LONDON — Jokes are about laughter, but they’re also about competence. Nothing expresses mastery over the boundaries of a shared knowledge better than the act of pushing at those boundaries. Or, to put it another way: playing with the rules, in the way that jokes play with conventions, is the supreme affirmation that you know them. “Laughing” and “making-laugh” emerge within the framework of the joke as reciprocal, almost contractual, gestures, like secret handshakes or conspiratorial winks.
On one condition, of course. That you “get it.” Getting it. That’s the problem. Jokes not “got” are not funny. In fact, they’re alienating. “Getting it” represents the stark border between insiders and outsiders, newcomes and native speakers. For every joke warmly understood is one whose capacity to exclude edges toward elitism.
A concession: Knock Knock: Humour in Contemporary Art at South London Gallery is, by-and-large, a well-rounded show. Aiming to capture the persistence of humour across contemporary art, co-curators Margot Heller (SLG’s Director) and Ryan Gander have brought together an impressive roster of established and upcoming artists, and a range of comic strategies. Absurdist masterpieces like Lucy Gunning’s The Horse Impressionists share the stage with Joyce Pensato’s unsettling paintings of comic book characters. A lot is going on in this exhibition, its subject reflected through a variety of viewpoints.
This said, I found one tendency in the exhibition inescapable, and, ultimately, oppressive. It’s best demonstrated through a couple of examples.
Bedwyr Williams’s “Fucking Inbred Welsh Sheepshagger” (2107), a fur-covered bike fitted with large ram’s horns, is one of the first works encountered in the exhibition space. Repurposing a series of stereotypes about Williams’ national identity, the sculpture levels the same charges of incestuousness and sheepish lack of initiative at the exhibition’s public. Placed haphazardly in the South London Gallery’s corridor, the artwork invites the viewer to go for a ride. On to the next opening, the next trend.
Ceal Foyer’s “Saw” (2015), meanwhile, takes the artists themselves to task. Emerging, in full “Tom and Jerry” style, from the floorboards, “Saw” is a clever, screwball nod to postminimal sculptors of the 1960s and 1970s monomaniacally intent on the circumscription of space. By cutting through the fabric of the gallery, albeit in an outlandishly cartoonish way, Foyer nods to this sculptural practice while questioning the value of many of its aims. It’s a work that elegantly, and devastatingly, brings Gordon Matta-Clark eye-to-eye with the Looney Toons.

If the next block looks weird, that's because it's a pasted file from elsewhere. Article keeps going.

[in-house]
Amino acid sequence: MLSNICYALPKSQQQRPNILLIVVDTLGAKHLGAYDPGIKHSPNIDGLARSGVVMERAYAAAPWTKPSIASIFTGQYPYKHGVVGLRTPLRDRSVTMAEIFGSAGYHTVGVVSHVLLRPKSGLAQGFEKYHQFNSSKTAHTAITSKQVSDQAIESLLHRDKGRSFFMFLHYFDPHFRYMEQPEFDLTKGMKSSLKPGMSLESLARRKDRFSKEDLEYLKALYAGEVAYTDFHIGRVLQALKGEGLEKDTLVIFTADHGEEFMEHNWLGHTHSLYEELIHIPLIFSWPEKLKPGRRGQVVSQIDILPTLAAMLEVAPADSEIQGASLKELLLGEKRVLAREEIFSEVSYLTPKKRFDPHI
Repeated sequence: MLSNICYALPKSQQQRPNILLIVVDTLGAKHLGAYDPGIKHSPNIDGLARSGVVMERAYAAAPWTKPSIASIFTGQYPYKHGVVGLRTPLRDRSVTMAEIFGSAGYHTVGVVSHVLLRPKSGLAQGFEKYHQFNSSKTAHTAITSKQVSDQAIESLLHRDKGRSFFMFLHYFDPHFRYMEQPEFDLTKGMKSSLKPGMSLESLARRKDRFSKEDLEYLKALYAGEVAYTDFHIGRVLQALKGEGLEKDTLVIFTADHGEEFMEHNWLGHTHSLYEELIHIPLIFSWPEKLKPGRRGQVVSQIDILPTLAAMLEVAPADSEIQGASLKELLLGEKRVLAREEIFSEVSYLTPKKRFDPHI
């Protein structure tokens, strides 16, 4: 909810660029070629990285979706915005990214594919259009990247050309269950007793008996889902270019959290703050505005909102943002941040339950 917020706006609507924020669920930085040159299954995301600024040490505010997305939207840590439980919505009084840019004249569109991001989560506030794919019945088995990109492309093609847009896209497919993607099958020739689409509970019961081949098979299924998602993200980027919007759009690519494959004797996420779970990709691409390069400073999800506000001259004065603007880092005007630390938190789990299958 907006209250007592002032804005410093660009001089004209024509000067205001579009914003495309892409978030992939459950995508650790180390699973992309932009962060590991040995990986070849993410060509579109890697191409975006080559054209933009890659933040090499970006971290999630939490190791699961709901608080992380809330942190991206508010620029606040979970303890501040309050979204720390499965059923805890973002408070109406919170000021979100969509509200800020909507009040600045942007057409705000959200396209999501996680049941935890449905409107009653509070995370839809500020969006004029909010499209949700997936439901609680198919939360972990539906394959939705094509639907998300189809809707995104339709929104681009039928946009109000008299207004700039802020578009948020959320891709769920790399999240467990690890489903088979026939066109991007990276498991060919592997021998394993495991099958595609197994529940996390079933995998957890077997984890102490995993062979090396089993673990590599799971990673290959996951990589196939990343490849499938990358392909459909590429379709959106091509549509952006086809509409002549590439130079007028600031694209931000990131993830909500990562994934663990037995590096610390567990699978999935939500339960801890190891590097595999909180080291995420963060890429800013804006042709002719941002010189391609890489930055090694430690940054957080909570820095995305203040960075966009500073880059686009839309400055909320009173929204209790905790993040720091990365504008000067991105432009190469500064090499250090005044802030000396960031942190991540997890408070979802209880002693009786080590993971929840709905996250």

Splitting the difference between these two selections gives a reasonable picture of what Knock Knock is about. Most of its laughs are generated by pulling at art’s histories and conventions, or otherwise poking the odd, knowing jab at the art market and art people. The results are mixed. On the one hand, there are plenty of clever, thoughtful, and often biting takes on the field — and, for what it’s worth, I found Williams’s bike and Foyer’s saw genuinely funny. On the other hand, each joke seemed to draw an ever-tighter line around the art cognoscenti capable of “getting it.” The laughter was always transitive, laughing “at” or “with,” and, after a while, the whole exercise began to feel a bit tiresome and self-congratulatory. At best, the joke’s subversive or cathartic potential never quite emerged as forcefully in the exhibition as it could have. At worst, the compulsion to be funny ended up violently exacerbating contemporary art’s already strained relationship with “getting it”: its love, insatiable as always, of the navel gaze and circle jerk.
To their credit, curators Heller and Gander saw this criticism coming, and a few works point to this problem from within the exhibition’s framework. Simeon Barclay’s 2016 “Gatefold Series: I Wish I Knew Then What I Know Now,” is a rich example. A three-panel monochrome painting, redolent of certain minimalist works, plays host to two small inset images, a photograph of Maradonna’s “hand of god” goal in the 1986 world cup, and a diagram of the hand, showing precisely where the fateful ball hit. A hyper-attention to spatiality bridges the two worlds — minimalist panel and football controversy — but the contrast between popular culture and fine art discourse is made to feel too acute, an effect highlighted by the comical discrepancy in size between the panel and the images. As such, the possibility of “getting it,” of crossing over from one “field” to the other, ends up looking deliciously silly.
But even this dose of self-reflexivity doesn’t help a whole lot. Although Barclay’s work astutely points to the hierarchies that separate “knowing art” and “knowing about everything else” it does so firmly in the terms of the former. We are thrown into the weird situation of laughing at the overspecialization of our language in that language: deriding the exclusivity of in-jokes with further in-jokes. This might well be intentional, another smart twist in the fabric of Barclay’s work, but it plays straight back into the exhibition’s slightly nauseating insider-y cleverness. Talking about contemporary art is the prerogative of any contemporary art show, but I couldn’t help but feel that jokes were a subject which could have offered more: something bigger, louder and, ultimately, richer. Instead, it’s that queasy sensation of insiderdom that I’ll remember best.
Knock Knock: Humour in Contemporary Art continues at South London Gallery (65-67 Peckham Road, London, UK) through November 18.
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